Jason Carlyon, Ph.D. Dr. Carlyon is an associate professor of microbiology and immunology at Virginia Commonwealth University School of Medicine. He studies how bacteria transmitted by ticks and chiggers cause disease in humans. Dr. Carlyon has served on the editorial board of Frontiers in Cellular and Infection Microbiology and on the board of directors of the American Society for Rickettsiology. He received his PhD in microbiology from Virginia Commonwealth University and held a postdoctoral fellowship at Yale University. Prior to joining the faculty at VCU Dr. Carlyon was an assistant professor at the University of Kentucky.
Jeanne Garbarino, Ph.D. Dr. Garbarino is the Director of the Science Outreach Program at The Rockefeller University. In this role, Jeanne connects K-12 communities with authentic biomedical research experiences in a way that is hands on, engaging, and fun. This includes an annual science festival for kids, called Science Saturday, which draws over 1,000 participants from the NYC community. In addition, Jeanne spearheads the Learning At the Bench (LAB) Initiative, providing biomedical research opportunities with multiple access points to engage the diverse population of students and teachers in the NYC area. Jeanne received her PhD in nutritional and metabolic biology from Columbia University, and expanded her training as a postdoc in the Laboratory of Biochemical Genetics and Metabolism at The Rockefeller University. Jeanne has also worked as a science communicator, having written for Scientific American, Nature, and the Huffington Post. You can find Jeanne on Twitter and Instagram as @JeanneGarb. You can follow the Science Outreach Program on social media through the #RockEdu hashtag or @Rockedu_ handle.
Sheril Kirshenbaum, MS. Sheril is director of The Energy Poll at The University of Texas at Austin. She is also executive director of ScienceDebate, a non-profit initiative working toward a presidential debate on science and technology policy. Sheril co-authored Unscientific America: How Scientific Illiteracy Threatens Our Future with Chris Mooney, chosen by Library Journal as one of the Best Sci-Tech Books of 2009 and named by President Obama's science advisor John Holdren as a top recommended read. She is also the author of The Science of Kissing. Sheril blogs at Scientific American. She is a 2015 Presidential Leadership Scholar; an initiative launched by four presidential centers to foster growth in a diverse group of leaders. She holds graduate degrees in marine biology and policy.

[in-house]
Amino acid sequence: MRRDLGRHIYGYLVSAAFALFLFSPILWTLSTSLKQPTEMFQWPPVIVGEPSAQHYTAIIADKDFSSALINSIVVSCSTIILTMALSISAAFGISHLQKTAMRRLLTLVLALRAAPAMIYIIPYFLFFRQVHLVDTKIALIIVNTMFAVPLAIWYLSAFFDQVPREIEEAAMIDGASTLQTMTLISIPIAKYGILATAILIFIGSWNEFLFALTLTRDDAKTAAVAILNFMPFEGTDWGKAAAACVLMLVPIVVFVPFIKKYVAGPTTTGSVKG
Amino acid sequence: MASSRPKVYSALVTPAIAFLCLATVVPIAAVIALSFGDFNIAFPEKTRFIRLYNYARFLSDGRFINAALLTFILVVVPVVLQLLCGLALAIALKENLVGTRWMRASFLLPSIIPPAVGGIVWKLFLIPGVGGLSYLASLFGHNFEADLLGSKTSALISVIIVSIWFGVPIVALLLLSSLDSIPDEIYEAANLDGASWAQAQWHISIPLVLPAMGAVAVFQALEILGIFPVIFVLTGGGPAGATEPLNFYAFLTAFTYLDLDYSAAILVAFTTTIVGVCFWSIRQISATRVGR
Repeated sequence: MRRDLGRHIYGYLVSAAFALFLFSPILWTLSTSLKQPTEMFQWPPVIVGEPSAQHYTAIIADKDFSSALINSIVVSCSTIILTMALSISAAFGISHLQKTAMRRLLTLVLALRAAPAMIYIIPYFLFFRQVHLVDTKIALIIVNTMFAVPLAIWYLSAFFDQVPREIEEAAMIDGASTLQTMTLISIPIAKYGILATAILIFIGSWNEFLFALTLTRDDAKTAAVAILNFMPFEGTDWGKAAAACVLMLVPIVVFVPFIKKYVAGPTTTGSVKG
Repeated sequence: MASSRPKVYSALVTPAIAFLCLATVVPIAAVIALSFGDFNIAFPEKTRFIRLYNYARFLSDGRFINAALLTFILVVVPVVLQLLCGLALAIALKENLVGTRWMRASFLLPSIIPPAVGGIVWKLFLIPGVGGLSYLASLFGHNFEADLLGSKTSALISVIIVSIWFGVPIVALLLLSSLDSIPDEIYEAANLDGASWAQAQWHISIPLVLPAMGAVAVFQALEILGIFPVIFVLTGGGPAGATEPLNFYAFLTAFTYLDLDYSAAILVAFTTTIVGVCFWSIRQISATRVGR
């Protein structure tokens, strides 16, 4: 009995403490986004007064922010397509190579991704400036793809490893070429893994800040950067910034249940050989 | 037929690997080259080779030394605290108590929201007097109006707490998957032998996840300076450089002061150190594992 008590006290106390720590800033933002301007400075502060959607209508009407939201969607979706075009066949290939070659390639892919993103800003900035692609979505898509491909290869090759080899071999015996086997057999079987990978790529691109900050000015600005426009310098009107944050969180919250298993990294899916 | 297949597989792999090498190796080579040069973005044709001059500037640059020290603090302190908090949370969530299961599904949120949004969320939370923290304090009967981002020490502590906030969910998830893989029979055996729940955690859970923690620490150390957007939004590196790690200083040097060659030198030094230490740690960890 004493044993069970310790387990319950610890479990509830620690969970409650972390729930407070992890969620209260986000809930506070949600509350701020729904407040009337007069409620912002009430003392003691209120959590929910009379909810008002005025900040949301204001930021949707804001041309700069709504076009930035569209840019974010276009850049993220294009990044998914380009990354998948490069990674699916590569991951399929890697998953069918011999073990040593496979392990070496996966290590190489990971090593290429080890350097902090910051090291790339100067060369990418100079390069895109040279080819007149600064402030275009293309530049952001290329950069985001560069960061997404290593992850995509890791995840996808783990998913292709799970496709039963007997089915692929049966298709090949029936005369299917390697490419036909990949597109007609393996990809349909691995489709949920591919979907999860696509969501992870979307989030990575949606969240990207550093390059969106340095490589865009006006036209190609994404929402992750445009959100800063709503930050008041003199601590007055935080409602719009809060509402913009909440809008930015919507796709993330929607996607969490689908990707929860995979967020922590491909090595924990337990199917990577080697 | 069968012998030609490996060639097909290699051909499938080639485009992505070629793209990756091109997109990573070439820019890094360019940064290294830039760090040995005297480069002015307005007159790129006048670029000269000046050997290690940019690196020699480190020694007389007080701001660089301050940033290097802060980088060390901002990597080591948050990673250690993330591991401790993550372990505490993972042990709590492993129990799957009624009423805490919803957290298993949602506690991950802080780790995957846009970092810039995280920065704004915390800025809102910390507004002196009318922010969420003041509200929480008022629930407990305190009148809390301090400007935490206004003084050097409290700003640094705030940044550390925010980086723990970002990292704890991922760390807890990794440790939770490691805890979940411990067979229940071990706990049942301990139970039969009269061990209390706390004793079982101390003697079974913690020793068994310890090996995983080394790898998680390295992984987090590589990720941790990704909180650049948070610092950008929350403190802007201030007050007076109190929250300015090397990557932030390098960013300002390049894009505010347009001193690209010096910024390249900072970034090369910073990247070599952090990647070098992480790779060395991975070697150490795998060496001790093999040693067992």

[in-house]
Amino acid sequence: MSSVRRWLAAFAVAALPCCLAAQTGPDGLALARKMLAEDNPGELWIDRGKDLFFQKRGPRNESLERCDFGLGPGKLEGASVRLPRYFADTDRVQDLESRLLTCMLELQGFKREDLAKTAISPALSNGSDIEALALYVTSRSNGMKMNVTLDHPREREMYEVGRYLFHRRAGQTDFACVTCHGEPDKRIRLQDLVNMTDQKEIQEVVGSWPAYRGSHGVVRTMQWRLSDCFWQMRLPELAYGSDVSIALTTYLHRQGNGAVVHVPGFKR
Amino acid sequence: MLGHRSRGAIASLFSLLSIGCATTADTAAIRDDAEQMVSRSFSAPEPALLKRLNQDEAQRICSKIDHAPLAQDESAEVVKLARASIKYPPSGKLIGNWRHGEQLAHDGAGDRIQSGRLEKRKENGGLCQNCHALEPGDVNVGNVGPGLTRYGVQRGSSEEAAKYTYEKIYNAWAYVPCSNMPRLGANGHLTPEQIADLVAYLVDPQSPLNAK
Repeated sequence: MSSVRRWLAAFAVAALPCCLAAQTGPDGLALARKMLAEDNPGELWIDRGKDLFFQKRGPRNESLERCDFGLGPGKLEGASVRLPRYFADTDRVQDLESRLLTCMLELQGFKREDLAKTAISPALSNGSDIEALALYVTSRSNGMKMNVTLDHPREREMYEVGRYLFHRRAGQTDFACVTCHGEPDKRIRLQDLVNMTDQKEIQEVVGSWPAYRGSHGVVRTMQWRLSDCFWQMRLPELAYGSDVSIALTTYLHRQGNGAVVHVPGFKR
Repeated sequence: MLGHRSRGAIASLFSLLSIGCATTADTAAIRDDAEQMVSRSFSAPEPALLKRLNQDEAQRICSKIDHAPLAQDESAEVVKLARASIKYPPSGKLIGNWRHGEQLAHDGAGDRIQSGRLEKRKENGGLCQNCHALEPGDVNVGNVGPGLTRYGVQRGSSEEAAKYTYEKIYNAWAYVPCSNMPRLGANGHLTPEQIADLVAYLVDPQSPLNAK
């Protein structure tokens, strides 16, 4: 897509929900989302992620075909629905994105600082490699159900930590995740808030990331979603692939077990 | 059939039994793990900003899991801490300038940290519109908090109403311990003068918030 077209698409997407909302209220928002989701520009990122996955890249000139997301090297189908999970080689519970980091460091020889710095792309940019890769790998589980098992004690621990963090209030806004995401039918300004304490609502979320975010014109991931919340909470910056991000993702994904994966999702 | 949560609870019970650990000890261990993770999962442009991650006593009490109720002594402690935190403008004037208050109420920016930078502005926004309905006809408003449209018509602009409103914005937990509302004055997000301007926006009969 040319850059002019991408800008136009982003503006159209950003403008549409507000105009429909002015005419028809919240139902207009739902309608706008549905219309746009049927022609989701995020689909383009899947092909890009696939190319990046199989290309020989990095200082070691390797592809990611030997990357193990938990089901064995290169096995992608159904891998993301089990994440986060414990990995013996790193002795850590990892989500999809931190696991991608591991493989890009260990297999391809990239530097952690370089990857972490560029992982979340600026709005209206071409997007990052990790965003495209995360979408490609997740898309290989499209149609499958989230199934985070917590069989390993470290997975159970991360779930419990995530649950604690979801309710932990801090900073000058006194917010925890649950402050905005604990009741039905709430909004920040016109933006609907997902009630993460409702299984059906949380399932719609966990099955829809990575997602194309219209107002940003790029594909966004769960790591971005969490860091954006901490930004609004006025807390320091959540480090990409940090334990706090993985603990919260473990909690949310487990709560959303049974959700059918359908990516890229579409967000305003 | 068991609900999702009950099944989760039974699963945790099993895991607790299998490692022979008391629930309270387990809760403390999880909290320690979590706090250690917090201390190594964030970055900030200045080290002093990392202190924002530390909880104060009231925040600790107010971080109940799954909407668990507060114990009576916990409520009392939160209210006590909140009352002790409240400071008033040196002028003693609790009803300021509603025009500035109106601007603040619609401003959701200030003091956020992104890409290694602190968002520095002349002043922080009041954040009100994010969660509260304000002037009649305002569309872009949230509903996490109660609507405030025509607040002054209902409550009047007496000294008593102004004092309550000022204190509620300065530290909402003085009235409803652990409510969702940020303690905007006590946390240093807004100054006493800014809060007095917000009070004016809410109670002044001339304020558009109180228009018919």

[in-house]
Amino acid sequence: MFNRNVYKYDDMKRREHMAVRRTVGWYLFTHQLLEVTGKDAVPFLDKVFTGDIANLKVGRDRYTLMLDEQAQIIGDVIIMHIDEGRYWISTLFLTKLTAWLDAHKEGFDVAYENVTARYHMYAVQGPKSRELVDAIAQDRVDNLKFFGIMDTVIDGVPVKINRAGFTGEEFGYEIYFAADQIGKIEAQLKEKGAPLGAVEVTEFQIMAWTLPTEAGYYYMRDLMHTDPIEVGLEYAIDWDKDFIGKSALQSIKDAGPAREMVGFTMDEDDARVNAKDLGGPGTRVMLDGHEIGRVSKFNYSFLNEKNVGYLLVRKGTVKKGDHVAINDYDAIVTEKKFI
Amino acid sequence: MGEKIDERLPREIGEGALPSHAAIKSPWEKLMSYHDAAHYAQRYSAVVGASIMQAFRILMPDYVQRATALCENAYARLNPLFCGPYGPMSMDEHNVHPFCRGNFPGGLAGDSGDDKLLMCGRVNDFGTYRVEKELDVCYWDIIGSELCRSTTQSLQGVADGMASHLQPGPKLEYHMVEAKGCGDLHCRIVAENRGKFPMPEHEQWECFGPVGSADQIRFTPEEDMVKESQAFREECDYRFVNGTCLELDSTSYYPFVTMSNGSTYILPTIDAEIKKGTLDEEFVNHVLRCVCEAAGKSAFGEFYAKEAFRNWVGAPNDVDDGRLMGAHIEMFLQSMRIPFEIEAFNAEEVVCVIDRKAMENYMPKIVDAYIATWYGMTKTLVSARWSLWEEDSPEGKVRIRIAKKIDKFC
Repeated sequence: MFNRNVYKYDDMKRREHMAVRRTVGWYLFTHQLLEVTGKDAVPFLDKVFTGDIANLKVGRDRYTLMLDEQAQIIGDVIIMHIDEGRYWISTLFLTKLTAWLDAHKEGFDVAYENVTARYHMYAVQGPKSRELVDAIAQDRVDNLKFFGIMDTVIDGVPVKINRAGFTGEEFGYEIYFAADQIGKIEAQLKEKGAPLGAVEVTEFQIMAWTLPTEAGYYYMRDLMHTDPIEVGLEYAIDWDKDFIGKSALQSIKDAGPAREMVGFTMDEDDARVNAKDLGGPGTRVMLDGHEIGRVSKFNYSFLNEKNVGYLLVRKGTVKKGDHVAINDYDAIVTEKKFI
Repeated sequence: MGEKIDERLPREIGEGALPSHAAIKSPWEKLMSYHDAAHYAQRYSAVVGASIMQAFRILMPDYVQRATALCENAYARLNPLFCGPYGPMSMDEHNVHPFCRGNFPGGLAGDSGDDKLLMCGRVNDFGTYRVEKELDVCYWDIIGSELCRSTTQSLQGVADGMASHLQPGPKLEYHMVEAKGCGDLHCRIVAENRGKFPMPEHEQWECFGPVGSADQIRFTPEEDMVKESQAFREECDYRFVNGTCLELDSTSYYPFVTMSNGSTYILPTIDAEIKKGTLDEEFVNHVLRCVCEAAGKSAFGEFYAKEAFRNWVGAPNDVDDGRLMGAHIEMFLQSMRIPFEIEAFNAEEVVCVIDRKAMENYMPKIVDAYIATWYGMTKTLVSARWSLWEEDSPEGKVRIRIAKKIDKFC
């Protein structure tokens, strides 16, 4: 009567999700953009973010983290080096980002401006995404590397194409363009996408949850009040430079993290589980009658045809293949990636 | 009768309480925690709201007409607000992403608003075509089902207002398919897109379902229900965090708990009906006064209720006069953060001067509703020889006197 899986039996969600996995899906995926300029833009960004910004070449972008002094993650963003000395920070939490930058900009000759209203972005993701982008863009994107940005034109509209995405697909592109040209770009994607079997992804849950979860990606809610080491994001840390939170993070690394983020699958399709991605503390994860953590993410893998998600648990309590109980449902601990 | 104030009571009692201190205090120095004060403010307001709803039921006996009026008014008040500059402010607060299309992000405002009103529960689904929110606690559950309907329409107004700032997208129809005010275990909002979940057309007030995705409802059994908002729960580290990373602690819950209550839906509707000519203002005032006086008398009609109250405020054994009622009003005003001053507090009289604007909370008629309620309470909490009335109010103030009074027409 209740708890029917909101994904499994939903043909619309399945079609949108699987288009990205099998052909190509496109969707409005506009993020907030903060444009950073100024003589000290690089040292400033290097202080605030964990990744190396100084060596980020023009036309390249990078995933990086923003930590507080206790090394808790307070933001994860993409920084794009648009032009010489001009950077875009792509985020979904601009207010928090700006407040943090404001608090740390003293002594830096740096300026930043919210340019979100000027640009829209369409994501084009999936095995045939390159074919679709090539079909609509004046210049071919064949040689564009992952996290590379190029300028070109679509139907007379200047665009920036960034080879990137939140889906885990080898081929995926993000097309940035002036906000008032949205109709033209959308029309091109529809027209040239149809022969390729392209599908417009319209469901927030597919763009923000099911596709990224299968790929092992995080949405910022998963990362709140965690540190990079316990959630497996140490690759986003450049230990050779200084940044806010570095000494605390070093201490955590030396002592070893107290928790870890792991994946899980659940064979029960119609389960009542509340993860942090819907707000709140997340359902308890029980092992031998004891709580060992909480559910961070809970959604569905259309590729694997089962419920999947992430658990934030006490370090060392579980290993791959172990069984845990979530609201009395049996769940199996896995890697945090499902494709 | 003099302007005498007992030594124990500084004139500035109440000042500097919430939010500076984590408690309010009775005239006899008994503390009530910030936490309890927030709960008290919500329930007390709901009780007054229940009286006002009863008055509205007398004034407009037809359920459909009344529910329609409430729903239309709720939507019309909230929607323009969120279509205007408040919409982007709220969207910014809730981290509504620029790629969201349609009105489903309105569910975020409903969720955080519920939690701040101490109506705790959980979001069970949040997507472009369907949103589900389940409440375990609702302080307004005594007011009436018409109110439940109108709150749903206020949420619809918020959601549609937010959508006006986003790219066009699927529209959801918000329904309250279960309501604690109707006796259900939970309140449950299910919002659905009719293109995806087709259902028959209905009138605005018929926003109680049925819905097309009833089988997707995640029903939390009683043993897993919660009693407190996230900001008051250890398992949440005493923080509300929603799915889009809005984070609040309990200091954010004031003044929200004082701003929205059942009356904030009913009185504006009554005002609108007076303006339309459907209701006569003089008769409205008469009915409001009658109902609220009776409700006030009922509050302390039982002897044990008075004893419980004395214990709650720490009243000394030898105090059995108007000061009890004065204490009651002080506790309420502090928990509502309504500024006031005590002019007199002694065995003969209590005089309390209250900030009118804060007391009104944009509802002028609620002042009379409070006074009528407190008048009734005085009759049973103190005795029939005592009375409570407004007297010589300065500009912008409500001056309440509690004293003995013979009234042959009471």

Sallie Permar, M.D. Ph.D. Dr. Permar is an Associate Professor of Pediatrics, Immunology, and Molecular Genetics and Microbiology at Duke University School of Medicine. She is a translational pediatric physician-scientist with the ultimate goal of improving the health of young children by reducing the incidence of congenital and perinatal viral infections. Her clinical and research endeavors focus on development and implementation of innovative immunologic prevention and treatment strategies aimed at reducing perinatal human immunodeficiency virus (HIV) and cytomegalovirus (CMV) infections, giving all infants a healthy start to life. Dr. Permar has received several prestigious young investigator awards for her accomplishments in the area of HIV and CMV research, including: the Society for Pediatric Research Young Investigator Award in 2014, the Duke Williams Clinical Research Award in 2014, and the Presidential Early Career Award in Science at Engineering (PECASE) in 2012.
Alana Shaikh, MPH. Alanna Shaikh is an international development consultant based in Cairo, Egypt; she focuses on helping small NGOs achieve big impacts. Her experience includes work with USAID and the UN as well as NGOs and private companies involved in international development. She is the author of What's Killing Us: A Practical Guide to Understanding Our Biggest Global Health Problems,published by TEDbooks in 2012, and currently writes about global health and development for UN Dispatch, Global Dashboard, and her own blog, Blood and Milk (bloodandmilk.org). Alanna is a senior TED Fellow, and she holds an MPH from Boston University.
Melanie Tannenbaum, Ph.D. Dr. Tannenbaum serves as Chief Communications Science Officer at Wescott Strategic Communications. She earned her Ph.D and M.A. in social psychology at the University of Illinois at Urbana-Champaign. Her research focuses on the science of persuasion and motivation regarding political, health-related, and environmental behavior. She is a regular contributor to the PsySociety blog at Scientific American. She has also contributed to In-Mind Magazine and the British Psychological Society Research Digest. She is also an award-winning social psychology instructor, teaching at the University of Nevada-Reno and the University of Illinois at Urbana-Champaign.